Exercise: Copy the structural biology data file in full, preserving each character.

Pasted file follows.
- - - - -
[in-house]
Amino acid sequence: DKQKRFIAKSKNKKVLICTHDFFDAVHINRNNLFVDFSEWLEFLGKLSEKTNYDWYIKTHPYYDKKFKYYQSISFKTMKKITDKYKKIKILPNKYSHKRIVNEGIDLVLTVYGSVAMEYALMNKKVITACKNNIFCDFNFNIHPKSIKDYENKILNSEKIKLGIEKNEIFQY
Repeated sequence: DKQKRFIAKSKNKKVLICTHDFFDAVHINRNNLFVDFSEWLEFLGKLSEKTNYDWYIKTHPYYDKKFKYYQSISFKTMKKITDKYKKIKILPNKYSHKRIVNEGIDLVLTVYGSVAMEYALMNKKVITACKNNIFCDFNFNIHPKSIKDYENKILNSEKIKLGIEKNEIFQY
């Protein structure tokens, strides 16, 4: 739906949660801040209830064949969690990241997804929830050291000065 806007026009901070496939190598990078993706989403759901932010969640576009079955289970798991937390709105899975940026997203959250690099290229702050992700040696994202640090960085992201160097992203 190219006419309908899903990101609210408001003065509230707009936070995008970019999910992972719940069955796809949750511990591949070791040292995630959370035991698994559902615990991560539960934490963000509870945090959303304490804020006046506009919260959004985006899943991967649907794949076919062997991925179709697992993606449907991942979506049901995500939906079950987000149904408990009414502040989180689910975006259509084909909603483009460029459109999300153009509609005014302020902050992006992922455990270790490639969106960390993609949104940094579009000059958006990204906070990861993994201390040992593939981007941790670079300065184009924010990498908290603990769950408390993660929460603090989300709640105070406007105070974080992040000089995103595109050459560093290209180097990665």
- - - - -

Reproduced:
[in-house]
Amino acid sequence: DKQKRFIAKSKNKKVLICTHDFFDAVHINRNNLFVDFSEWLEFLGKLSEKTNYDWYIKTHPYYDKKFKYYQSISFKTMKKITDKYKKIKILPNKYSHKRIVNEGIDLVLTVYGSVAMEYALMNKKVITACKNNIFCDFNFNIHPKSIKDYENKILNSEKIKLGIEKNEIFQY
Repeated sequence: DKQKRFIAKSKNKKVLICTHDFFDAVHINRNNLFVDFSEWLEFLGKLSEKTNYDWYIKTHPYYDKKFKYYQSISFKTMKKITDKYKKIKILPNKYSHKRIVNEGIDLVLTVYGSVAMEYALMNKKVITACKNNIFCDFNFNIHPKSIKDYENKILNSEKIKLGIEKNEIFQY
């Protein structure tokens, strides 16, 4: 739906949660801040209830064949969690990241997804929830050291000065 806007026009901070496939190598990078993706989403759901932010969640576009079955289970798991937390709105899975940026997203959250690099290229702050992700040696994202640090960085992201160097992203 190219006419309908899903990101609210408001003065509230707009936070995008970019999910992972719940069955796809949750511990591949070791040292995630959370035991698994559902615990991560539960934490963000509870945090959303304490804020006046506009919260959004985006899943991967649907794949076919062997991925179709697992993606449907991942979506049901995500939906079950987000149904408990009414502040989180689910975006259509084909909603483009460029459109999300153009509609005014302020902050992006992922455990270790490639969106960390993609949104940094579009000059958006990204906070990861993994201390040992593939981007941790670079300065184009924010990498908290603990769950408390993660929460603090989300709640105070406007105070974080992040000089995103595109050459560093290209180097990665």